In determining whether Proposition 8 violated the Equal Protection Clause of the U.S. Constitution, the Court looked to the Supreme Court of the United States decision in Evans v. Romer. 517 U.S. 620 (1996). In Romer, the Supreme Court declared an amendment to the Colorado Constitution that prohibited the state and its local subdivisions from granting any protection from discrimination based on sexual orientation unconstitutional under the Equal Protection Clause. The Court held the amendment unconstitutional because it singled out a certain class of citizens for a disfavored legal status, resulting in the inference that the disadvantage imposed was merely a result of animosity towards the class.

Judge Reinhardt reasoned that Proposition 8 was extremely similar to the amendment ruled unconstitutional in Romer. Both amendments deprived homosexuals of an existing legal right based solely on their sexual orientation and thus resulted in a classification that produced a difference in legal rights based on their sexual orientation. In order for the state to classify a group for differential treatment under the law the state must demonstrate that it has a legitimate interest in the classification. For the classification to withstand constitutional scrutiny under the Equal Protection Clause, the reviewing court must be satisfied that the state had a rational basis in enacting such legislation.

Proponents of the amendment and various amici argued to the Court that there were four rationales behind Proposition 8 that advanced California’s interest in treating same-sex and opposite-sex couples differently. First, Proponents argued that California has a significant interest in childrearing and responsible procreation which Proposition 8 protected. Proponents argued that children fair better when raised by two opposite-sex adults and that Proposition 8 increased the likelihood that a child would be raised by opposite-sex adults by forbidding marriage between same-sex couples. The Court found this reasoning irrational because Proposition 8 had no effect on same-sex couples’ ability to raise children under the “domestic partnership” laws of California. Because same-sex and opposite-sex couples are granted the same rights related to childrearing, which the enactment of Proposition 8 did not effect, the Court held it was not rational to believe that California had an interest in limiting the right to raise children solely to opposite-sex couples.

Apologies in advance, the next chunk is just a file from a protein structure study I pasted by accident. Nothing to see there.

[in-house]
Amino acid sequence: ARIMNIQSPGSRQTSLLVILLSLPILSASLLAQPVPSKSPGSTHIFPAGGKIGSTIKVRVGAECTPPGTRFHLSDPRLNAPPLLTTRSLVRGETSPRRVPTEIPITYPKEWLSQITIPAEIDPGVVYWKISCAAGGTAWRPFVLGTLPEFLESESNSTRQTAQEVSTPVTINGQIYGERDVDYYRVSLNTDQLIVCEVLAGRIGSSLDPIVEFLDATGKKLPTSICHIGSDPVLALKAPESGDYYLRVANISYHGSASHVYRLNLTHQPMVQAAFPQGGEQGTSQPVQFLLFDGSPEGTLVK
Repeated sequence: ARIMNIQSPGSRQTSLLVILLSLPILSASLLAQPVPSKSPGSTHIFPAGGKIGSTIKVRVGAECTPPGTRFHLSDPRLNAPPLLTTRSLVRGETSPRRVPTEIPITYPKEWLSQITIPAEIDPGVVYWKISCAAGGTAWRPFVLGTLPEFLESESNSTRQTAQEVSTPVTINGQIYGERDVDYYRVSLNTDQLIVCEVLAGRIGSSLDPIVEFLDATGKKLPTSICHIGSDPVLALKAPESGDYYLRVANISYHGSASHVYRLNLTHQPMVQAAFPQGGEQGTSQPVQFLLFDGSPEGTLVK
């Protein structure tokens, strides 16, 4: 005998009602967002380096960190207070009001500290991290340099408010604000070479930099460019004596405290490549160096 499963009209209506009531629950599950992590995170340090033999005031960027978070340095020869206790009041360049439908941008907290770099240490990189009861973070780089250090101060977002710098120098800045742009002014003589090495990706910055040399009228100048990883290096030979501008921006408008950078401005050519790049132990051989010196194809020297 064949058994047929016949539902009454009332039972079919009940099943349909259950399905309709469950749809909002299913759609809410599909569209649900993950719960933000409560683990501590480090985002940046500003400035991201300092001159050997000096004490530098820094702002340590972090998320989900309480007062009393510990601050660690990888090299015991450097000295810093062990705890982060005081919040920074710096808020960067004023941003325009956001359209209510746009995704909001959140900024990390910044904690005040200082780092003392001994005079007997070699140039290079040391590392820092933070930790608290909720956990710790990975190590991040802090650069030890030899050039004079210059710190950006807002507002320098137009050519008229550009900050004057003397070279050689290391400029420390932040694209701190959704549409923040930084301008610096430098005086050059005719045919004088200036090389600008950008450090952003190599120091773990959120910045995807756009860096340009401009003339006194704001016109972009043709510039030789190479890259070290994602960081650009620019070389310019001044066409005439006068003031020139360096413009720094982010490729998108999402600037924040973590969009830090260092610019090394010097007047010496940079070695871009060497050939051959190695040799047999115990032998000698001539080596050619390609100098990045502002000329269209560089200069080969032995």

Similarly, the Court found that the Proponents’ related argument regarding responsible procreation was irrational because it was premised on the idea that the title of marriage encourages individuals to engage in responsible procreation, i.e. less accidental pregnancies. Proponents reasoned that because homosexuals cannot possibly procreate, the title of marriage offers them no incentive and thus should not be offered. The Court rejected this argument because opponents of Proposition 8 did not request that the state give same-sex couples the right to marry. Rather, the opponents argued against the withdrawal of the access of marriage for same-sex couples. The Court reasoned that in order for California to have had a legitimate interest in the withdrawal of the right to marriage, Proponents of Proposition 8 would have had to demonstrate that opposite-sex couples were more likely to engage in irresponsible procreation when same-sex couples were granted the right of marriage. As the Court ultimately concluded, the ‘responsible procreation’ argument fails rational basis review because no data indicated that prohibiting same-sex couples from marriage decreased the likelihood that opposite-sex couples would engage in irresponsible procreation.

Second, Proponents argued that Proposition 8 advanced California’s interest in ‘proceeding in caution’ when contemplating changes in the definition of ‘marriage.’ Although the Court seemed to concede that in the abstract this could very well be a state interest, the Court, in the context of the effect and passage of Proposition 8, found that there was no rational connection between the statute and the alleged interest of the state. Ultimately, the Court deemed there was no rational connection between “proceeding with caution” and enacting a definitive ban on marriage for same-sex couples that was unlimited in time and could only be reversed by another amendment to the state constitution. Proposition 8 effectively implemented a ban against marriage for a portion of the population which could only be lifted by the constitutional amendment process, which requires a petition with the signatures of eight percent of eligible voters as well as approval by the majority of California voters at a subsequent election to enact any changes. As a result, the Court refused to find any rational basis between “caution” and the draconian effect of Proposition 8.